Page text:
Local Principal Honored by Association

Local Principal Honored by Association

Woodley Hills setting an example in education.

When Mary Agnes Garman, principal at Kings Park Elementary School, heard a presentation by Woodley Hills Principal Rima Vesiland at a meeting for the Fairfax Association of Elementary School Teachers, she was impressed. The presentation, titled "Tale of Two Schools," was about creating highly effective schools in at-risk communities. Garman told Vesiland that "people need to know about this." As a result, Garman nominated Vesiland for the Don Lacey Award for Excellence.

Last month, Vesiland received notification from the Virginia Association of Elementary School Principals that she had been named the recipient of the Don Lacey Award for Excellence. The award honors principals for "being strongly committed to the principalship and for demonstrating strong educational leadership to benefit the students of Woodley Hills Elementary."

"I'm surprised and delighted," said Vesiland. "What makes this award especially appropriate is that Don Lacey was one of the first principals at Woodley Hills."

For three straight years, Vesiland has been credited with improving Woodley Hills Elementary from an at-risk school to a Project Excel Gold Award winner. This was a result of students' scores on standardized tests rising at least 15 points each year in the School Achievement Index score.

Vesiland also championed a pilot laptop computer program, expanding it to make laptop computers available to all fifth grade students, and fourth through sixth grade students in the school’s English for speakers of other languages classes.

The program resulted in students nearly doubling their pass rates for the Standards of Learning tests from third to fifth grades. The school also achieved nearly 100 percent involvement by parents in their children's classes.

"THE LAPTOP PROGRAM is wonderful. We were very careful to do good research, and we found significant gains in the student's learning rate," said Vesiland.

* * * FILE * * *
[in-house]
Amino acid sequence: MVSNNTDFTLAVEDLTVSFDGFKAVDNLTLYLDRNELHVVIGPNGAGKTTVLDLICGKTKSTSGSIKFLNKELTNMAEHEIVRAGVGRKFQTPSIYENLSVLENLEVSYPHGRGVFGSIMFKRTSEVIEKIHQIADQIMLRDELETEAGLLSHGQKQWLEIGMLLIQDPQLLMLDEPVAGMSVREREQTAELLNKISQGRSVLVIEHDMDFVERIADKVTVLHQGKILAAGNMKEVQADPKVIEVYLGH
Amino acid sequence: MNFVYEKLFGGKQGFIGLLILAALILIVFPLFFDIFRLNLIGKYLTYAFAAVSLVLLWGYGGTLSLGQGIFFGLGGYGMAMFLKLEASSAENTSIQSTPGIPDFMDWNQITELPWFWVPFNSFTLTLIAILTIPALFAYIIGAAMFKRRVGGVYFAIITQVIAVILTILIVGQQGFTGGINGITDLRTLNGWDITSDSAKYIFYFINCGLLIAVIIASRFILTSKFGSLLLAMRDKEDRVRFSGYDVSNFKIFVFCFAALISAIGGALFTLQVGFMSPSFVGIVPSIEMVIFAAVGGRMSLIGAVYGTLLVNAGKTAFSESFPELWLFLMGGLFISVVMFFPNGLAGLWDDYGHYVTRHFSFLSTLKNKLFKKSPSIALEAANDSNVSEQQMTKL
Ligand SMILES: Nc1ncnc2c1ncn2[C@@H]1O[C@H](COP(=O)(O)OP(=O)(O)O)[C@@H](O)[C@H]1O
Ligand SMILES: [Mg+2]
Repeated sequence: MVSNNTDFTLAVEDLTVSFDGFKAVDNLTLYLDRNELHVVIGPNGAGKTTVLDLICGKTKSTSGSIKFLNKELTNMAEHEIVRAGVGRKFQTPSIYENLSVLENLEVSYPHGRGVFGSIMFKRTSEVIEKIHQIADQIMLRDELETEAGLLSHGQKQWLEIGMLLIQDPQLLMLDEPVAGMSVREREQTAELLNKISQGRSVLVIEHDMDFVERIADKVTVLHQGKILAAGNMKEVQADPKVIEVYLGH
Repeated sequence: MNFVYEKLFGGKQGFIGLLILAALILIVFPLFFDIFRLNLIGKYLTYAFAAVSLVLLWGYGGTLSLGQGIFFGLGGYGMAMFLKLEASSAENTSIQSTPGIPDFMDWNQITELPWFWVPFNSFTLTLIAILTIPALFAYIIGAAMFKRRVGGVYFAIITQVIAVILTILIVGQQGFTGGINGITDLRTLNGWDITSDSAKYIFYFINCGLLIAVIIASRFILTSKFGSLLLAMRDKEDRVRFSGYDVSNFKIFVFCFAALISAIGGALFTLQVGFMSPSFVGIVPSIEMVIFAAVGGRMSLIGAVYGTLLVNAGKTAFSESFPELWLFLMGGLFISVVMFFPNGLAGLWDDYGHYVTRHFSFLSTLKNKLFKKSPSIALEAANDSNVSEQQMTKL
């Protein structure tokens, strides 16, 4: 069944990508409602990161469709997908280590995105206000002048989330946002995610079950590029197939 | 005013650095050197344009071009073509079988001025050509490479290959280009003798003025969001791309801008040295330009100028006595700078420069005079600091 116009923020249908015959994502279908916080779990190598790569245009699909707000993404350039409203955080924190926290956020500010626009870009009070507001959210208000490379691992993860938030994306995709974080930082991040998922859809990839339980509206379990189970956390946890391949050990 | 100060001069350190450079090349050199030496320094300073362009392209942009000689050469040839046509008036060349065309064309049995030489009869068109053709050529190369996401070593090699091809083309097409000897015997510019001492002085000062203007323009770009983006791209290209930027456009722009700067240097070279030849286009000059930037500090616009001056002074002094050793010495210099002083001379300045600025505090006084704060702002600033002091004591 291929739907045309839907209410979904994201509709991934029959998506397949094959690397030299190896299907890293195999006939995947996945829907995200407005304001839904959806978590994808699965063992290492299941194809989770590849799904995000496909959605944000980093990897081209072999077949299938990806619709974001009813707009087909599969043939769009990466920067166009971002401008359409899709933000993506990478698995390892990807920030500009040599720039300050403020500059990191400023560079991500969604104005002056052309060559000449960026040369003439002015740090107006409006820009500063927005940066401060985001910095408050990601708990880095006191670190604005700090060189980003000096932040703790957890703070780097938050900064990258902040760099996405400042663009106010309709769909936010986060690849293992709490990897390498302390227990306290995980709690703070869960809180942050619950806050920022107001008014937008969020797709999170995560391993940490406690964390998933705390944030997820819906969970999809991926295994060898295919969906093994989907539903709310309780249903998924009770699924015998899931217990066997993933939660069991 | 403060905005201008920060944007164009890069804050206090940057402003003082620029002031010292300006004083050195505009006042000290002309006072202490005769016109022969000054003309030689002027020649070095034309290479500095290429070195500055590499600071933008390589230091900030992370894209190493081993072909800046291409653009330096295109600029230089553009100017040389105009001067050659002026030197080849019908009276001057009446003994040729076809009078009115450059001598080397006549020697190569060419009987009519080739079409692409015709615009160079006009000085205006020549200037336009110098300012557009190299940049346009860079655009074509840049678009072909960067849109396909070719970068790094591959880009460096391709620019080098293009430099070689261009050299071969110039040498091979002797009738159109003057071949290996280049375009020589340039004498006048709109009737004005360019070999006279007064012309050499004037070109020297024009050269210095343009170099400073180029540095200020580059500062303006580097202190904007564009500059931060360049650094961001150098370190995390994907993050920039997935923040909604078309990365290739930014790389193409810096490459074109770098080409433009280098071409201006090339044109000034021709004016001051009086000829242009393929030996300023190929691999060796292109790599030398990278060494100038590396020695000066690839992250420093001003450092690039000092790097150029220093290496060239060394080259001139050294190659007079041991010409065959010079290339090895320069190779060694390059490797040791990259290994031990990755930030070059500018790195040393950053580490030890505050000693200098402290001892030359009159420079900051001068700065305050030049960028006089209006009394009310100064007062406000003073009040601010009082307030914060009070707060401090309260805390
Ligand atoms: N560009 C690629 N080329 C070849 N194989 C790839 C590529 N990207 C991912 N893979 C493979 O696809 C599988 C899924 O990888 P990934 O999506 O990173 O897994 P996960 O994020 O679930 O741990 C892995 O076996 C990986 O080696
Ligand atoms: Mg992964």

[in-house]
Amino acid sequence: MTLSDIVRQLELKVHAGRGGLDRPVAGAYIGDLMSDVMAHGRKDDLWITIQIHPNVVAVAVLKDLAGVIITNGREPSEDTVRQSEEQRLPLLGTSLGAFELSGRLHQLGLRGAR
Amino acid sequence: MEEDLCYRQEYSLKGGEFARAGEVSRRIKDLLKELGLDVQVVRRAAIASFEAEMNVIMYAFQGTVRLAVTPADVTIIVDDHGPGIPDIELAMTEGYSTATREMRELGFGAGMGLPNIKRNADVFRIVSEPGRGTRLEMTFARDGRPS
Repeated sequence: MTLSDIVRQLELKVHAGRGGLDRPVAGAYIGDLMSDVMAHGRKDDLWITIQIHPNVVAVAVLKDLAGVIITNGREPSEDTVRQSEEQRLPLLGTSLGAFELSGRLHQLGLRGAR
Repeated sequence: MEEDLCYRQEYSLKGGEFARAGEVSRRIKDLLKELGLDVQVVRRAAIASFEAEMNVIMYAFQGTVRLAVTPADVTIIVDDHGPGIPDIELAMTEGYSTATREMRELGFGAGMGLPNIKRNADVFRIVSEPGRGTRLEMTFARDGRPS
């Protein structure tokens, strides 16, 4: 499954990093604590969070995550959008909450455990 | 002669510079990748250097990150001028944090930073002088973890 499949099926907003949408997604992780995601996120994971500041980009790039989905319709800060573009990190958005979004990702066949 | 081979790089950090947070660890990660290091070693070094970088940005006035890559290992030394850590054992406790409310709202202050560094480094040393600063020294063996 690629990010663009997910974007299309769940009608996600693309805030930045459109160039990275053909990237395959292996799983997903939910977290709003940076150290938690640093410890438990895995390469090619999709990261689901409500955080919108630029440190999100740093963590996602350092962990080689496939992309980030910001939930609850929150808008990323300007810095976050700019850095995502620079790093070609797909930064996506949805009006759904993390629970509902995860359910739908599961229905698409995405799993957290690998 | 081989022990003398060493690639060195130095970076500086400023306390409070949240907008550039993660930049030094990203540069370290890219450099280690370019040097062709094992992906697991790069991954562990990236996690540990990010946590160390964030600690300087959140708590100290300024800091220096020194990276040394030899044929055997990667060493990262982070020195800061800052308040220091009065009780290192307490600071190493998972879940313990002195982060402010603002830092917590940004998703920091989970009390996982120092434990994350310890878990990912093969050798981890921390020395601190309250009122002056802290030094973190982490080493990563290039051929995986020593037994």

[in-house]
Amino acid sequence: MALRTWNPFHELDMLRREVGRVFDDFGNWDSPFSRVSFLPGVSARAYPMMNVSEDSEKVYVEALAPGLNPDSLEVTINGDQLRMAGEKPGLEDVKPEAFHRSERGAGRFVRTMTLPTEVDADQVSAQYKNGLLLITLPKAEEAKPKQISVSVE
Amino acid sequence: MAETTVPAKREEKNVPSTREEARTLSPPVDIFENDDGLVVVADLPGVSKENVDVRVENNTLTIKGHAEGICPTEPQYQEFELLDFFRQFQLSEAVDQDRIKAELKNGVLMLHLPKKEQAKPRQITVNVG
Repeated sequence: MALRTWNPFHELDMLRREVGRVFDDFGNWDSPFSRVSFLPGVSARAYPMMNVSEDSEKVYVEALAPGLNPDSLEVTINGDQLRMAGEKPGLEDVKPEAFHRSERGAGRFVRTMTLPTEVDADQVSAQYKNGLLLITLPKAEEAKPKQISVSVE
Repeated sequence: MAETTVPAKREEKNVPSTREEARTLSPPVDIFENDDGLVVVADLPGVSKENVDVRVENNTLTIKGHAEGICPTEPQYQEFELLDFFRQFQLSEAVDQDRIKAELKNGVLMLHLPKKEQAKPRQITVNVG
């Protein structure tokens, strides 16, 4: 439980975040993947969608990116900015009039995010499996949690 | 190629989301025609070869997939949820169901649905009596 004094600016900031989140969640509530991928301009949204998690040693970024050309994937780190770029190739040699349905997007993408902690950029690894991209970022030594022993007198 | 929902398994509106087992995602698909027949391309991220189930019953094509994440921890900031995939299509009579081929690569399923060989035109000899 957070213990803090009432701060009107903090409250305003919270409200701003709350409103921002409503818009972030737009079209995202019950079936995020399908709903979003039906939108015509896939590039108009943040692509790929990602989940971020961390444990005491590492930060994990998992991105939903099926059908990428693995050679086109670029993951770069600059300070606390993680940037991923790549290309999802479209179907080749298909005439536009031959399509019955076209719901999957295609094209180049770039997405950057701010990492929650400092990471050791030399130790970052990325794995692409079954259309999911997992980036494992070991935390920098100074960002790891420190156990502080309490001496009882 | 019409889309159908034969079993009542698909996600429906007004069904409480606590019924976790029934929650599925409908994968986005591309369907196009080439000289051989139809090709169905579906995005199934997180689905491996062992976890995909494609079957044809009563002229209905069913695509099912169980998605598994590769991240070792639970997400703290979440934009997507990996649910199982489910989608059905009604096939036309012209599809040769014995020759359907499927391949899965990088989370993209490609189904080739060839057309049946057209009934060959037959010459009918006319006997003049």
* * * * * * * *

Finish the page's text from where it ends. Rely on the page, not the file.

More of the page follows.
Another effect of the laptop program was the decrease in the mobility rate. Vesiland said that normally 37 percent of the students move from one school to another, but students in the classes which participated in the laptop program had a zero percent mobility rate.

"For some of these students, it was the first time that they had spent a full year in the same class," said Vesiland, who is planning to create a parent information resource center at the school. This will allow parents of students to come into the school and use the computers and take classes.

"It will be a good resource for parents," said Vesiland.

Vesiland was also cited for her school being chosen to partner with and mentor a Richmond school as part of Gov. Mark Warner's Partnership for Achieving Successful Schools program during the 2002-03 school year.

This year, Woodley Hills has added an Introduction to Foreign Language segment in all sixth-grade Social Studies classes as part of the elementary school International Baccalaureate (IB) program. Vesiland hopes that this will get them closer to their goal of being fully certified as an IB school by the end of the year.

Sharon Aldredge, assistant principal at Woodley Hills, said, "She [Vesiland] deserves all the awards she's received. She is an amazing person and administrator. She is very dedicated and listens to the needs of the parents and community."

Aldredge also said that Vesiland has been a mentor to her since she came to the school three years ago. "She taught me a lot," she said.

NEXT MONTH, Woodley Hills will play host to educators participating in the 2003 National Forum, "A National Call to Character."

As a result of their 2001 National School of Character Award, they will be a school visitation site for teachers and administrators focusing on how communities build character development initiatives by capitalizing on the strengths of character education, social and emotional learning, safe and drug free schools, service learning, after school enrichment programs and civic education to educate the whole child — both academically and ethically.

"They're going to pay $35 to come see us, isn't that amazing?" said Vesiland.